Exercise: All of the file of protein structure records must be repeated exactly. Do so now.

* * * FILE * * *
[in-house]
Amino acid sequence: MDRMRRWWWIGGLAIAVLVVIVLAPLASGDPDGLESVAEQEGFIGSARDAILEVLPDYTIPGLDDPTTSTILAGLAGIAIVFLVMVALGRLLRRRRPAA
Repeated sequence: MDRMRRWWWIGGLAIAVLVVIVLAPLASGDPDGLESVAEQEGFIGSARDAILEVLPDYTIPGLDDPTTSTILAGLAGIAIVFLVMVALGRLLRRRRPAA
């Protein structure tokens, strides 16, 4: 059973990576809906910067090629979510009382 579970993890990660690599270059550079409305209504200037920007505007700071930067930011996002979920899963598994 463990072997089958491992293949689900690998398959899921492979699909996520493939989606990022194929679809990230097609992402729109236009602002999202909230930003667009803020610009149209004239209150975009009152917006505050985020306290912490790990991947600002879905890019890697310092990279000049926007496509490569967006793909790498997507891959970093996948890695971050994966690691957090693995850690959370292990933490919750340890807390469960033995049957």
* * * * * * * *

[in-house]
Amino acid sequence: MDRMRRWWWIGGLAIAVLVVIVLAPLASGDPDGLESVAEQEGFIGSARDAILEVLPDYTIPGLDDPTTSTILAGLAGIAIVFLVMVALGRLLRRRRPAA
Repeated sequence: MDRMRRWWWIGGLAIAVLVVIVLAPLASGDPDGLESVAEQEGFIGSARDAILEVLPDYTIPGLDDPTTSTILAGLAGIAIVFLVMVALGRLLRRRRPAA
């Protein structure tokens, strides 16, 4: 059973990576809906910067090629979510009382 579970993890990660690599270059550079409305209504200037920007505007700071930067930011996002979920899963598994 463990072997089958491992293949689900690998398959899921492979699909996520493939989606990022194929679809990230097609992402729109236009602002999202909230930003667009803020610009149209004239209150975009009152917006505050985020306290912490790990991947600002879905890019890697310092990279000049926007496509490569967006793909790498997507891959970093996948890695971050994966690691957090693995850690959370292990933490919750340890807390469960033995049957």